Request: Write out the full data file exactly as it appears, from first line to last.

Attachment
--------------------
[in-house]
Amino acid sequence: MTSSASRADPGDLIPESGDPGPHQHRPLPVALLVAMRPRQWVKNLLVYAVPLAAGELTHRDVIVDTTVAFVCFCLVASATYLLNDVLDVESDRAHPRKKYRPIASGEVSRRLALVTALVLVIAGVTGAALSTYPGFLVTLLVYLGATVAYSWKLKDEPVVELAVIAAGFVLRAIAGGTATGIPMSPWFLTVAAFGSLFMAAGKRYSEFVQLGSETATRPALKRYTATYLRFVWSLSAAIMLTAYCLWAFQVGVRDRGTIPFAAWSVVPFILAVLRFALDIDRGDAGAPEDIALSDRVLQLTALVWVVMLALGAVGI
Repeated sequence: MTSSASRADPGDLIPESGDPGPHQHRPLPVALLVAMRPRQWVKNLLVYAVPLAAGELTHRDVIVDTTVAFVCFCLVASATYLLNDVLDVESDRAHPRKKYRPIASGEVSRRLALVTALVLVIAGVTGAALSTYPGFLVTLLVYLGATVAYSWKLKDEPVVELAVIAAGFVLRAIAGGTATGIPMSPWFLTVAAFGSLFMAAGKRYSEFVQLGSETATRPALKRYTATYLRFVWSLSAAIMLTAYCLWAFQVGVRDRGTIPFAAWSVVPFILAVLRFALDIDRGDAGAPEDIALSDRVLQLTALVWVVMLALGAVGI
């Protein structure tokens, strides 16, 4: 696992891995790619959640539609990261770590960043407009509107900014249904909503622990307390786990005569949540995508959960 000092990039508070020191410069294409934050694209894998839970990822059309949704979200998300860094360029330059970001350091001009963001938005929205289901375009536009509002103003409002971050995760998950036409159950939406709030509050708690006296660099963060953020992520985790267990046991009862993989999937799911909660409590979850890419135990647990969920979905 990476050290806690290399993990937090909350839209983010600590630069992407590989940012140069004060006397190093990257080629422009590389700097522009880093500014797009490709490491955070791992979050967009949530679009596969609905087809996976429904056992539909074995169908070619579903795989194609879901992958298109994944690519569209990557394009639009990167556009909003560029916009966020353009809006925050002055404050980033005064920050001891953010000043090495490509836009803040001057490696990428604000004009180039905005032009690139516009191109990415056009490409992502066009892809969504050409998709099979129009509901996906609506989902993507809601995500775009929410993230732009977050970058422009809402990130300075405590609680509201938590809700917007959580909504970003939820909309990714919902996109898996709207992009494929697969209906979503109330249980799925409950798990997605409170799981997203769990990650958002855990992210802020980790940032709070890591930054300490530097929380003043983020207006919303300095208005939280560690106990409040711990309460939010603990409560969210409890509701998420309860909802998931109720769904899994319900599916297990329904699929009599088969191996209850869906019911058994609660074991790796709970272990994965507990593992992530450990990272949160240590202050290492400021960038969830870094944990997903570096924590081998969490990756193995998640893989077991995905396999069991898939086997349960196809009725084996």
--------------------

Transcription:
[in-house]
Amino acid sequence: MTSSASRADPGDLIPESGDPGPHQHRPLPVALLVAMRPRQWVKNLLVYAVPLAAGELTHRDVIVDTTVAFVCFCLVASATYLLNDVLDVESDRAHPRKKYRPIASGEVSRRLALVTALVLVIAGVTGAALSTYPGFLVTLLVYLGATVAYSWKLKDEPVVELAVIAAGFVLRAIAGGTATGIPMSPWFLTVAAFGSLFMAAGKRYSEFVQLGSETATRPALKRYTATYLRFVWSLSAAIMLTAYCLWAFQVGVRDRGTIPFAAWSVVPFILAVLRFALDIDRGDAGAPEDIALSDRVLQLTALVWVVMLALGAVGI
Repeated sequence: MTSSASRADPGDLIPESGDPGPHQHRPLPVALLVAMRPRQWVKNLLVYAVPLAAGELTHRDVIVDTTVAFVCFCLVASATYLLNDVLDVESDRAHPRKKYRPIASGEVSRRLALVTALVLVIAGVTGAALSTYPGFLVTLLVYLGATVAYSWKLKDEPVVELAVIAAGFVLRAIAGGTATGIPMSPWFLTVAAFGSLFMAAGKRYSEFVQLGSETATRPALKRYTATYLRFVWSLSAAIMLTAYCLWAFQVGVRDRGTIPFAAWSVVPFILAVLRFALDIDRGDAGAPEDIALSDRVLQLTALVWVVMLALGAVGI
């Protein structure tokens, strides 16, 4: 696992891995790619959640539609990261770590960043407009509107900014249904909503622990307390786990005569949540995508959960 000092990039508070020191410069294409934050694209894998839970990822059309949704979200998300860094360029330059970001350091001009963001938005929205289901375009536009509002103003409002971050995760998950036409159950939406709030509050708690006296660099963060953020992520985790267990046991009862993989999937799911909660409590979850890419135990647990969920979905 990476050290806690290399993990937090909350839209983010600590630069992407590989940012140069004060006397190093990257080629422009590389700097522009880093500014797009490709490491955070791992979050967009949530679009596969609905087809996976429904056992539909074995169908070619579903795989194609879901992958298109994944690519569209990557394009639009990167556009909003560029916009966020353009809006925050002055404050980033005064920050001891953010000043090495490509836009803040001057490696990428604000004009180039905005032009690139516009191109990415056009490409992502066009892809969504050409998709099979129009509901996906609506989902993507809601995500775009929410993230732009977050970058422009809402990130300075405590609680509201938590809700917007959580909504970003939820909309990714919902996109898996709207992009494929697969209906979503109330249980799925409950798990997605409170799981997203769990990650958002855990992210802020980790940032709070890591930054300490530097929380003043983020207006919303300095208005939280560690106990409040711990309460939010603990409560969210409890509701998420309860909802998931109720769904899994319900599916297990329904699929009599088969191996209850869906019911058994609660074991790796709970272990994965507990593992992530450990990272949160240590202050290492400021960038969830870094944990997903570096924590081998969490990756193995998640893989077991995905396999069991898939086997349960196809009725084996």